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The kids are off to school, and the morning shifts into a dull quiet.  It’s time to do what I have to do – time for a routine.  Getting back into it is difficult when there’s little definition to my constant scrambling for work, but it’s important.  The research trip to Miami is long over with now, and I’m back alone in the cold silence of my Saint Paul routine.

Humans, as a species, are hard-wired to enjoy a certain level of routine.  Our period as hunter-gatherers, following the herds and picking off a few berries here and there for snacks, is sometimes hard to imagine.  Our brains work best when a task becomes effortless through repetition, digested from the intellectual part of our personality into the intuitive.  This is what makes division of labor an important concept, and it’s what made us more productive as we settled down to become farmers and city dwellers.  Dull routine is the cornerstone of civilization.

The problem with a major economic downturn like we have, Depression or not, is that many of us wind up in survival mode.   People have to have work wherever they can find it.  We need money to survive in this civilization, but to get money you may find yourself acting more as a hunter-gatherer, striking where you can.  Speaking for myself, I know I’d be a lot more productive and useful if I could have a single, steady gig that become a routine.  But that’s often a luxury when you’re in survival mode.

Routine isn’t always a great thing, of course.  Humans also get bored, as if our ancient survival skills still need a certain level of cultivation from time to time.  The comfort that comes from that boredom also leads us to keep doing what we have been doing long after it’s a particularly productive thing to do – which I think is the root cause of economic cycles.  But in general, we crave having a stable base to draw from as we move through our life.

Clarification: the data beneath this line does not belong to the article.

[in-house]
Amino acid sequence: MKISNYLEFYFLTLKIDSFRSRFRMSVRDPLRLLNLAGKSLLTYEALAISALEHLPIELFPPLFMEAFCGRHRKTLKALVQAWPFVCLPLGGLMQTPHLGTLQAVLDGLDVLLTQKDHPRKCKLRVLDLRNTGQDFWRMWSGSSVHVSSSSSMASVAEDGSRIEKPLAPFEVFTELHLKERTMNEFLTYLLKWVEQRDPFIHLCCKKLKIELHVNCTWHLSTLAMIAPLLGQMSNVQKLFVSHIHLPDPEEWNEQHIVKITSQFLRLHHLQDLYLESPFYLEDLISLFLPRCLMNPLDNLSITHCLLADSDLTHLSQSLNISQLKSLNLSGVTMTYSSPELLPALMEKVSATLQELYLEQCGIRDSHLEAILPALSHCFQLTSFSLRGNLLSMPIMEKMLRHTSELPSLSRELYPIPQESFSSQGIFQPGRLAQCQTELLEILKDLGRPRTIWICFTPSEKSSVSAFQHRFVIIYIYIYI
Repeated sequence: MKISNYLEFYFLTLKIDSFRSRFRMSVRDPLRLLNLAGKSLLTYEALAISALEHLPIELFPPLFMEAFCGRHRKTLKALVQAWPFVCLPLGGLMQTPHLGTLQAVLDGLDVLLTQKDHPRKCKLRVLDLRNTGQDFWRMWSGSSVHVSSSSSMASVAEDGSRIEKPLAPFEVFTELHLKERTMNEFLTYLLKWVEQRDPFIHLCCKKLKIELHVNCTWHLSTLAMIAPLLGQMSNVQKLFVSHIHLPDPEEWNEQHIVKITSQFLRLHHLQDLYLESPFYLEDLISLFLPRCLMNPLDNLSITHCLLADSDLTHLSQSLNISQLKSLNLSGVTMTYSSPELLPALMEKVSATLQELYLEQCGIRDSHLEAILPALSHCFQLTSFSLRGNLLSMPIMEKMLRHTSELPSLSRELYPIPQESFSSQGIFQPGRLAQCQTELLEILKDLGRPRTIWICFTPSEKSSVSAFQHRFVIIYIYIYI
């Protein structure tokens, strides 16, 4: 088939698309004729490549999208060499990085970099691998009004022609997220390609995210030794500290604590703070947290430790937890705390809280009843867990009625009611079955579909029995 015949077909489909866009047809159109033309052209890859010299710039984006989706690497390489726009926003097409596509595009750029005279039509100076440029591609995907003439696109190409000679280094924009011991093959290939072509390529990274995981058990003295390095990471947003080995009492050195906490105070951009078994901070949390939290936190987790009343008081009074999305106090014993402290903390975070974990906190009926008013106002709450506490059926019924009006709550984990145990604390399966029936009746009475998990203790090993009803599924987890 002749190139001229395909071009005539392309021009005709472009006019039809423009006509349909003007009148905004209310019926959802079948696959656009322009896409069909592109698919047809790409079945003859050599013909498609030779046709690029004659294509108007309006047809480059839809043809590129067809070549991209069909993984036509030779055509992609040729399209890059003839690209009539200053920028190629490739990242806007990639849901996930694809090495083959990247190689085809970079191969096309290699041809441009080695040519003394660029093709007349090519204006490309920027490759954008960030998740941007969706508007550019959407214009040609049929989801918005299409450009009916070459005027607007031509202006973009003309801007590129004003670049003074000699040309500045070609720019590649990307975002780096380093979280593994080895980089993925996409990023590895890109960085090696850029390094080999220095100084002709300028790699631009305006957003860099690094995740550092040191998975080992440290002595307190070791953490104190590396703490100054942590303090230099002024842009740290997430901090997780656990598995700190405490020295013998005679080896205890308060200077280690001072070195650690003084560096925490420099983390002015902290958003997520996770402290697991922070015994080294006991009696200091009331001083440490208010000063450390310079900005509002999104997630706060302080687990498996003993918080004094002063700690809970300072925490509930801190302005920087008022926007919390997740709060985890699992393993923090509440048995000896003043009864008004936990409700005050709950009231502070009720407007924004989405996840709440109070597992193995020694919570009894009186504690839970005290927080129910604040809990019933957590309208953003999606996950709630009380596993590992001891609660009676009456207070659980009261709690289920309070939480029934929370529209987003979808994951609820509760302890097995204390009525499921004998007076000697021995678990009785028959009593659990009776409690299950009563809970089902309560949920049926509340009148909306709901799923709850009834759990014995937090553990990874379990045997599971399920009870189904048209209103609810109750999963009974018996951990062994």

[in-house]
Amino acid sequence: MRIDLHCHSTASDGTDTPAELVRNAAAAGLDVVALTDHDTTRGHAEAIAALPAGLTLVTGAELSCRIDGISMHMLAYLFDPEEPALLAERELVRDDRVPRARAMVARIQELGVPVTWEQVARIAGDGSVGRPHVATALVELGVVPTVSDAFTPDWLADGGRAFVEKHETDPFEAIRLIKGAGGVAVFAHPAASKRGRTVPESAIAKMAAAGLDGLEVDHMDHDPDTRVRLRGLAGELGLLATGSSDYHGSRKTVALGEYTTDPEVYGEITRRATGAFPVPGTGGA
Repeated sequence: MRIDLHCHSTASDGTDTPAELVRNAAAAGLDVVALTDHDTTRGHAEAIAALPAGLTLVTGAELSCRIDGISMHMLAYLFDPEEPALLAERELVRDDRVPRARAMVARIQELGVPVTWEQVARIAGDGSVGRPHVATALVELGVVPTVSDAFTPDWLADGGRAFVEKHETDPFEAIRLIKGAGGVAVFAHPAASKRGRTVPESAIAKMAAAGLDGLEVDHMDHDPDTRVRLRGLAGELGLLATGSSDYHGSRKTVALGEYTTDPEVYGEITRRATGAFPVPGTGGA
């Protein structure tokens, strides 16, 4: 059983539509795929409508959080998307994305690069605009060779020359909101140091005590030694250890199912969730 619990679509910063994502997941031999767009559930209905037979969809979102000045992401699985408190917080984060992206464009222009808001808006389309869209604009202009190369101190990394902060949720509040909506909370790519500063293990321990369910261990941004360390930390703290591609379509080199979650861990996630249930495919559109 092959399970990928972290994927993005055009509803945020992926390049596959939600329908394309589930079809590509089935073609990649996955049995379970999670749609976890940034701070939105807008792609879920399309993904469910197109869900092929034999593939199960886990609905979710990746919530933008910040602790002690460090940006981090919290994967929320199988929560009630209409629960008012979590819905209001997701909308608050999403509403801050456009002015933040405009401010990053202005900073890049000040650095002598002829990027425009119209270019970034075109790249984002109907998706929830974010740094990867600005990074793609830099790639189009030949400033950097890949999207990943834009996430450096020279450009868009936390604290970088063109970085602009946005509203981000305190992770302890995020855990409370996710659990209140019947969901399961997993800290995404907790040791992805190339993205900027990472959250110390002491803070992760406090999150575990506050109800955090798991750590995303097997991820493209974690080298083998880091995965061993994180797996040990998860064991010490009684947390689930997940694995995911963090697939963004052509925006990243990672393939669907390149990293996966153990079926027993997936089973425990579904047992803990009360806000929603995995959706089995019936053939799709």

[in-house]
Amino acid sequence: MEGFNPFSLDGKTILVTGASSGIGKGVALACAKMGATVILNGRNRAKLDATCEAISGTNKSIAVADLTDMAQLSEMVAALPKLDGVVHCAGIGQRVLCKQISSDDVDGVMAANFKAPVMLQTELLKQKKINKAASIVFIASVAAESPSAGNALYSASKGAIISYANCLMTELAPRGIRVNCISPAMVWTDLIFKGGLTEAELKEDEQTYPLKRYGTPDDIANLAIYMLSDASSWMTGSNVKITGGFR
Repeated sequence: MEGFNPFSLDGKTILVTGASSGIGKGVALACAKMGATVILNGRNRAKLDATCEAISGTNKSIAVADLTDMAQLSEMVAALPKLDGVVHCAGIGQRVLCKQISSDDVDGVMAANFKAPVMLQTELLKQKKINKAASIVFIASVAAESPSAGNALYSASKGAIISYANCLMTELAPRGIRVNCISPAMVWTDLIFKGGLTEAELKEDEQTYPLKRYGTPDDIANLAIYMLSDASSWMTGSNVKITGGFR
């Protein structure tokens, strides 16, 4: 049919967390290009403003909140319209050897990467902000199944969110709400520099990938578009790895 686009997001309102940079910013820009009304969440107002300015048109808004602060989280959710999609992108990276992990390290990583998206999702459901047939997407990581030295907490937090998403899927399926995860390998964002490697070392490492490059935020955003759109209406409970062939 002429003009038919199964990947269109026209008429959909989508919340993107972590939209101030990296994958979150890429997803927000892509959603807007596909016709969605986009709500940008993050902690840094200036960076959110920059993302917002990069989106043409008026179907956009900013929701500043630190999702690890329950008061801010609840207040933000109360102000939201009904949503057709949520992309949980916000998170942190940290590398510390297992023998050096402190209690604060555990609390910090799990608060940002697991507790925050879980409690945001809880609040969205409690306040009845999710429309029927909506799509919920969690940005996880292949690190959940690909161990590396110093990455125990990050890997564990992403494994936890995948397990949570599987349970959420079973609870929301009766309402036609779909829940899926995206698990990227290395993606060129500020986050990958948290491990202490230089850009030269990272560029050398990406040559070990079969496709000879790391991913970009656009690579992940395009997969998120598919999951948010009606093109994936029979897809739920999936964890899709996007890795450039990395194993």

Creativity also benefits from routine, albeit strangely.  I’m a big fan of Felix Mendelssohn, whose 200th birthday just past us; he was a man who traveled Europe and got inspiration from the places he visited, writing great works in quick romantic flourishes.  I think of him often because while there’s no doubt that inspiration often comes outside of routine, writing a little bit every day is the best way to stay in practice and to get things out.  The practice of the art requires the intuitive approach that routine brings, even if that seems a bit dull.   Mendelssohn not only had the money to travel, you see, he had the income to return home and do nothing but polish his symphonic sketches in a daily routine of rather hard, straightforward work.

My own routine is scattered these days, generally doing nothing but looking for work.  It’s not at all conducive to creating art – if anything it’s the opposite of Mendelssohn’s approach.  I’ve been lacking the adventure and the ability to focus, both of which are essential in the creation of fully realized art of any kind.  I need to work on this.

These are not times for good art despite the fact that the human drama of scratching for a living is invigorating and inspiring.  When we turn the corner and get past the initial shock, however, I expect a kind of routine to develop.  It’ll be good.  That kind of slow, daily grind is something we as a standing upright chimp absolutely love, at least most of the time.  We built this thing called “civilization” on it, too.  The sooner we can get all this talent back to a productive routine, the better.  The dull quiet of an empty morning is something we can fill with our enthusiasm for life, if given a chance.

One thought on “Routine

  1. Best wishes to you and one of my other favorite writers Greg Boyd. I’ve read some more of Virgil.
    “This man, this is the one whom you hear so often promised to you, Caesar Augustus, the descendant of God, who again will establish a Golden Age, in lands formerly governed by Saturn, Who will extend his empire beyond the Garymantian and Indian peoples Whose land lies beyond the stars…

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